New York City residents and businesses are using the power of the sun to generate more than 100 MW of clean, renewable power, according to utility Con Edison. The company says its customers in the city have completed 9,700 projects producing 101.2 MW, enough to power more than 15,000 homes.
Just a decade ago, solar panels were rare in New York City, but Con Edison says the utility, Sustainable CUNY (at the City University of New York), government agencies, and other parties have encouraged residents and businesses to consider solar as a way to reduce their energy bills and protect the environment.
For example, Utley’s Inc., which makes prototype containers for the cosmetics and liquor industries, installed a 24 kW solar project on its manufacturing building in Queens in 2015 and estimates the company’s annual electricity savings at about $5,000.
“Solar panels have been a great investment for our business,” says John Utley, who owns the company with his brother George Utley. “We expect to recoup our investment in less than five years. It was a great business and environmental decision.”
Con Edison says it tries to make the interconnection process as easy and quick as possible for customers who choose solar, and the company does not require an engineering review for systems under 25 kW. The utility, itself, has even installed 200 solar panels on a roof at its headquarters building in Manhattan.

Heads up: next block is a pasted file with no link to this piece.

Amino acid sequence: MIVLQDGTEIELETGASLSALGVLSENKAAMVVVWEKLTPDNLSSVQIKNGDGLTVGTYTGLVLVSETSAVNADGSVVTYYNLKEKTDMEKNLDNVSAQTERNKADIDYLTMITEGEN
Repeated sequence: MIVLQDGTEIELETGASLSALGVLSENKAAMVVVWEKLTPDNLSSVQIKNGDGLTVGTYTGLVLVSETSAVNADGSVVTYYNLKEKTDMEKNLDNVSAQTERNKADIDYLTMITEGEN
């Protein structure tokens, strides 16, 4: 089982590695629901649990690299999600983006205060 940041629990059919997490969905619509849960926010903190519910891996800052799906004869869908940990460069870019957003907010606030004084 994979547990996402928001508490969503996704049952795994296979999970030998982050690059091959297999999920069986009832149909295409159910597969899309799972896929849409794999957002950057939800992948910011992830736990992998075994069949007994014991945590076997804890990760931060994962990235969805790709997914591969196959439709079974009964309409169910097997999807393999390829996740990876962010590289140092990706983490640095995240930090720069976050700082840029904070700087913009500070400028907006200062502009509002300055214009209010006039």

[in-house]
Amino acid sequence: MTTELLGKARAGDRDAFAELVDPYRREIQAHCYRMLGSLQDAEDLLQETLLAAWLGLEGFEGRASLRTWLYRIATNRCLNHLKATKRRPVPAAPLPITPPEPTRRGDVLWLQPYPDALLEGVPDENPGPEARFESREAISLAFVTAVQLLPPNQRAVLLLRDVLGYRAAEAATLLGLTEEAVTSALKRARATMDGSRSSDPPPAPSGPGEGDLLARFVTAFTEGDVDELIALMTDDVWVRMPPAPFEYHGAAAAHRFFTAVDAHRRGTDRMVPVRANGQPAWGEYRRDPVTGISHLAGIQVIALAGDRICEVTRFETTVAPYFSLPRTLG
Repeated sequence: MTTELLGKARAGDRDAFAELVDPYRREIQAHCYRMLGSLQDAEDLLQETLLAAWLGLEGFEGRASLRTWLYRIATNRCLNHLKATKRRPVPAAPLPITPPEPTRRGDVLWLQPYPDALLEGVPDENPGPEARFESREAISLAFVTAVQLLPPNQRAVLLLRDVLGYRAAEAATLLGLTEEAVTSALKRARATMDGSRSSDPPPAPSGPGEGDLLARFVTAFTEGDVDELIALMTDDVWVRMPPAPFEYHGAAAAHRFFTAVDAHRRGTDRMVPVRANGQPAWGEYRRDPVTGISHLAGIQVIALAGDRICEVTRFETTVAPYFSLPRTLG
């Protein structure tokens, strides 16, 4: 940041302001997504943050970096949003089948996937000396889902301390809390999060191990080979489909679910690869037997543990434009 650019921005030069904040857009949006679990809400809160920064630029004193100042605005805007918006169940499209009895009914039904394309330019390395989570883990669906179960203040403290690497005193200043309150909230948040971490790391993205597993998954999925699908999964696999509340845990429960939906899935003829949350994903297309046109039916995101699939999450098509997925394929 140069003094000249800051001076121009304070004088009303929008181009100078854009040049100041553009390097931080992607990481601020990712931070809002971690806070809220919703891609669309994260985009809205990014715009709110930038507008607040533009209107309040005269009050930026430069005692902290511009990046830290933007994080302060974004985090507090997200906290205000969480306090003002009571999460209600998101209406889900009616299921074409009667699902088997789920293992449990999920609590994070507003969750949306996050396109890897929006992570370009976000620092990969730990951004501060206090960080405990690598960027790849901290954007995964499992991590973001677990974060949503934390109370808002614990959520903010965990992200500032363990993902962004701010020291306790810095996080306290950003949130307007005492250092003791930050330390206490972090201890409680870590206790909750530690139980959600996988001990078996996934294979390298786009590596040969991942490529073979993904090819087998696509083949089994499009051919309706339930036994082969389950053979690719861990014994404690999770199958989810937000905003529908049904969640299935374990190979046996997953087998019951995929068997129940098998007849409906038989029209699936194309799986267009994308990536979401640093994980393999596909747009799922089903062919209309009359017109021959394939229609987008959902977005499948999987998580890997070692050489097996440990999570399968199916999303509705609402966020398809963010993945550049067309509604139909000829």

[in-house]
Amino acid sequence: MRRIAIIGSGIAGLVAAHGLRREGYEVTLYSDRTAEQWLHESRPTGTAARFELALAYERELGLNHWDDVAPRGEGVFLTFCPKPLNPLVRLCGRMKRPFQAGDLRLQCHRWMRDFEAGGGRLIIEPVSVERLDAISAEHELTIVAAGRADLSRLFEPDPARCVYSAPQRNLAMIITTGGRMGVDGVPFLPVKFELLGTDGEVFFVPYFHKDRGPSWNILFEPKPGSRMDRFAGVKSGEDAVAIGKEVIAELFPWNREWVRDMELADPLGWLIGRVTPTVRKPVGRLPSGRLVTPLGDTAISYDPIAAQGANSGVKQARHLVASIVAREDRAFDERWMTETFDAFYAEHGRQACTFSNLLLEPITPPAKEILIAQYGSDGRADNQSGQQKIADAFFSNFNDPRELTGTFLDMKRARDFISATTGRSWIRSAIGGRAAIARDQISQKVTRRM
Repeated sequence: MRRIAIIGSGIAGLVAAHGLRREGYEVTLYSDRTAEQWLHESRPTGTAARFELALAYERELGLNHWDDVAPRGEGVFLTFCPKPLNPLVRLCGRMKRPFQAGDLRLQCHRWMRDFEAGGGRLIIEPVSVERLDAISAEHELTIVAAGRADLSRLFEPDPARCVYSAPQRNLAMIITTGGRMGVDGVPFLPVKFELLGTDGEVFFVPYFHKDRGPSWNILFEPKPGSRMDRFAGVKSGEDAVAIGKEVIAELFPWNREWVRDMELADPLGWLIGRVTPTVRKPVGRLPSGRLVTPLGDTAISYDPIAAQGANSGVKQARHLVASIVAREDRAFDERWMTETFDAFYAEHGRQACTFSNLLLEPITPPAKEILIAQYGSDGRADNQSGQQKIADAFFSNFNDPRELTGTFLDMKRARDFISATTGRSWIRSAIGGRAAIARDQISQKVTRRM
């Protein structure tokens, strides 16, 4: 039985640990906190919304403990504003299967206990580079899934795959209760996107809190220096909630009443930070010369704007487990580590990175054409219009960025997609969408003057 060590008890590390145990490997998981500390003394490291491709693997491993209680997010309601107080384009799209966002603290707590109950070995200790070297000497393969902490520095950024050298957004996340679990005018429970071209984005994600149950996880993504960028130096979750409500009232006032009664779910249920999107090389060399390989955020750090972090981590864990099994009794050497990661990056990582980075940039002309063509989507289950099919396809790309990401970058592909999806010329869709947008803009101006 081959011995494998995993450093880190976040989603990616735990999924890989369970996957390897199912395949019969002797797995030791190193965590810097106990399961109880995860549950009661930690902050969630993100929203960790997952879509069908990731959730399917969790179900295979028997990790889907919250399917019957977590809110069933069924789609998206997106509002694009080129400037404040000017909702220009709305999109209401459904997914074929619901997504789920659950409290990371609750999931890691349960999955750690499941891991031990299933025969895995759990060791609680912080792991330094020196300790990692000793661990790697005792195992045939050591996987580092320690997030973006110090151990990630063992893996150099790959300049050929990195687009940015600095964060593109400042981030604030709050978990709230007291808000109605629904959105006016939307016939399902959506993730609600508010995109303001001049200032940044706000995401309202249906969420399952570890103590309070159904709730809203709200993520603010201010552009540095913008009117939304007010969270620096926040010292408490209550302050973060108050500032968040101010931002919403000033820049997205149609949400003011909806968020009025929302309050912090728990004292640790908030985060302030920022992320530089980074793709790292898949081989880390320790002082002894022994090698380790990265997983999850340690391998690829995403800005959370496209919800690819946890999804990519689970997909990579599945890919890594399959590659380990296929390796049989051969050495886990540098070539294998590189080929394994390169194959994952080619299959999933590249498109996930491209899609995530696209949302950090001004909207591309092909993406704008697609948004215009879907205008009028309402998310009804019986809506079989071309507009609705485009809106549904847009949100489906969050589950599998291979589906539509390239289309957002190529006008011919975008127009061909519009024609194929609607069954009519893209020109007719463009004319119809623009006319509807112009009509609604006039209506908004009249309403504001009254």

Con Edison notes it is also a member of the Solar Progress Partnership, a group of six New York State utilities and four leading solar companies, and Con Edison recently proposed a new program to place solar panels on its rooftops and properties and make that power available to low-income customers, a group that now has limited access to solar.
“One of the most striking trends within the transformation of the energy industry is the move of customers to renewables,” says Matthew Ketschke, Con Edison’s vice president of distributed resource integration. “We want clean energy, including solar, to be available for customers of all income levels and regardless of whether they live in a house or an apartment. We also advocate policies that ensure funding for the kind of robust grid that makes solar energy possible.”